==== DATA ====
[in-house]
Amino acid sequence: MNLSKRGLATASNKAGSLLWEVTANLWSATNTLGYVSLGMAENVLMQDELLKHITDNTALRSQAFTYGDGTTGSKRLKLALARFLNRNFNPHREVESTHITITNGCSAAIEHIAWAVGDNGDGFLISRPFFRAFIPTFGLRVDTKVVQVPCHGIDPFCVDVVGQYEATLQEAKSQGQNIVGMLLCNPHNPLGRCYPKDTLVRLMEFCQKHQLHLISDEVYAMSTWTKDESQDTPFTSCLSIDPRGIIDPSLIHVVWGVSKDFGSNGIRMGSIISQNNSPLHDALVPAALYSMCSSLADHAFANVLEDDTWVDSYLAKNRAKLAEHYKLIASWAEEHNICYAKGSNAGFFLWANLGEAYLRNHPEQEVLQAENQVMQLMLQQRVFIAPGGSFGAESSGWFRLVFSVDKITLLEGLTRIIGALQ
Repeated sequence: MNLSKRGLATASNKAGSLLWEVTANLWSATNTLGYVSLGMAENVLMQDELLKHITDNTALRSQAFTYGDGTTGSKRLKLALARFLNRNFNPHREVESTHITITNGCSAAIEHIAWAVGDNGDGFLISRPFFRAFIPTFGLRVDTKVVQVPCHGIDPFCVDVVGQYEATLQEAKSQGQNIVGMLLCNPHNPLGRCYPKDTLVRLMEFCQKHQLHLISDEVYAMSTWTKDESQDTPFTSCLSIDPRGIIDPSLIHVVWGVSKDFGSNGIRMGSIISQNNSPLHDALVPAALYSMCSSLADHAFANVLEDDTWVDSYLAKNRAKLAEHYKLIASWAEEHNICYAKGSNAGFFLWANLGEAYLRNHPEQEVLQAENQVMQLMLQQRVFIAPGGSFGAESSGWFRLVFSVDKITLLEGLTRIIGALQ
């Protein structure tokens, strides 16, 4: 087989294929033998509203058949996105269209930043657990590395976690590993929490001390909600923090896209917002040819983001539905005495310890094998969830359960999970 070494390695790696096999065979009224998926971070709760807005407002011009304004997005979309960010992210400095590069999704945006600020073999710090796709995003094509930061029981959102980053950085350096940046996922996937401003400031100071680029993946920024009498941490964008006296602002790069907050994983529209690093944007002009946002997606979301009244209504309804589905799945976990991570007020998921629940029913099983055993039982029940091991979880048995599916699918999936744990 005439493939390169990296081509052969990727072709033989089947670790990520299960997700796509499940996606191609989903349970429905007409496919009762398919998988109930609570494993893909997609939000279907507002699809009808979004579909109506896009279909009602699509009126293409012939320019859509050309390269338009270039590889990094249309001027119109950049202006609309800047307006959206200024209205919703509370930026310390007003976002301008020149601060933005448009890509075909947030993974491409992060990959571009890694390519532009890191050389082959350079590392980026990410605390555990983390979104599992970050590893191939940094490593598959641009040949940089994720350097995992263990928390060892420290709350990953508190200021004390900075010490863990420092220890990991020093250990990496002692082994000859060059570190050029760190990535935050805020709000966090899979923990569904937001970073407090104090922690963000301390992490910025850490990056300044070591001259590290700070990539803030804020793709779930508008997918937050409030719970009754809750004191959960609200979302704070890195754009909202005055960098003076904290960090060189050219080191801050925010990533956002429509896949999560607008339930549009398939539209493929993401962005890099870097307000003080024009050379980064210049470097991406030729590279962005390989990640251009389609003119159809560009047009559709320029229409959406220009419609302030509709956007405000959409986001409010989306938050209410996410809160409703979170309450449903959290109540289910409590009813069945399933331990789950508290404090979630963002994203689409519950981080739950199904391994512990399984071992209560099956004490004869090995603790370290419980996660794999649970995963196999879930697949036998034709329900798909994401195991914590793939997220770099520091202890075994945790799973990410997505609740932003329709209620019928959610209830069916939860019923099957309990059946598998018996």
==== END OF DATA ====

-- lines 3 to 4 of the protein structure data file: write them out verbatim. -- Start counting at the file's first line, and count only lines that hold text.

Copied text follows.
Repeated sequence: MNLSKRGLATASNKAGSLLWEVTANLWSATNTLGYVSLGMAENVLMQDELLKHITDNTALRSQAFTYGDGTTGSKRLKLALARFLNRNFNPHREVESTHITITNGCSAAIEHIAWAVGDNGDGFLISRPFFRAFIPTFGLRVDTKVVQVPCHGIDPFCVDVVGQYEATLQEAKSQGQNIVGMLLCNPHNPLGRCYPKDTLVRLMEFCQKHQLHLISDEVYAMSTWTKDESQDTPFTSCLSIDPRGIIDPSLIHVVWGVSKDFGSNGIRMGSIISQNNSPLHDALVPAALYSMCSSLADHAFANVLEDDTWVDSYLAKNRAKLAEHYKLIASWAEEHNICYAKGSNAGFFLWANLGEAYLRNHPEQEVLQAENQVMQLMLQQRVFIAPGGSFGAESSGWFRLVFSVDKITLLEGLTRIIGALQ
């Protein structure tokens, strides 16, 4: 087989294929033998509203058949996105269209930043657990590395976690590993929490001390909600923090896209917002040819983001539905005495310890094998969830359960999970 070494390695790696096999065979009224998926971070709760807005407002011009304004997005979309960010992210400095590069999704945006600020073999710090796709995003094509930061029981959102980053950085350096940046996922996937401003400031100071680029993946920024009498941490964008006296602002790069907050994983529209690093944007002009946002997606979301009244209504309804589905799945976990991570007020998921629940029913099983055993039982029940091991979880048995599916699918999936744990 005439493939390169990296081509052969990727072709033989089947670790990520299960997700796509499940996606191609989903349970429905007409496919009762398919998988109930609570494993893909997609939000279907507002699809009808979004579909109506896009279909009602699509009126293409012939320019859509050309390269338009270039590889990094249309001027119109950049202006609309800047307006959206200024209205919703509370930026310390007003976002301008020149601060933005448009890509075909947030993974491409992060990959571009890694390519532009890191050389082959350079590392980026990410605390555990983390979104599992970050590893191939940094490593598959641009040949940089994720350097995992263990928390060892420290709350990953508190200021004390900075010490863990420092220890990991020093250990990496002692082994000859060059570190050029760190990535935050805020709000966090899979923990569904937001970073407090104090922690963000301390992490910025850490990056300044070591001259590290700070990539803030804020793709779930508008997918937050409030719970009754809750004191959960609200979302704070890195754009909202005055960098003076904290960090060189050219080191801050925010990533956002429509896949999560607008339930549009398939539209493929993401962005890099870097307000003080024009050379980064210049470097991406030729590279962005390989990640251009389609003119159809560009047009559709320029229409959406220009419609302030509709956007405000959409986001409010989306938050209410996410809160409703979170309450449903959290109540289910409590009813069945399933331990789950508290404090979630963002994203689409519950981080739950199904391994512990399984071992209560099956004490004869090995603790370290419980996660794999649970995963196999879930697949036998034709329900798909994401195991914590793939997220770099520091202890075994945790799973990410997505609740932003329709209620019928959610209830069916939860019923099957309990059946598998018996």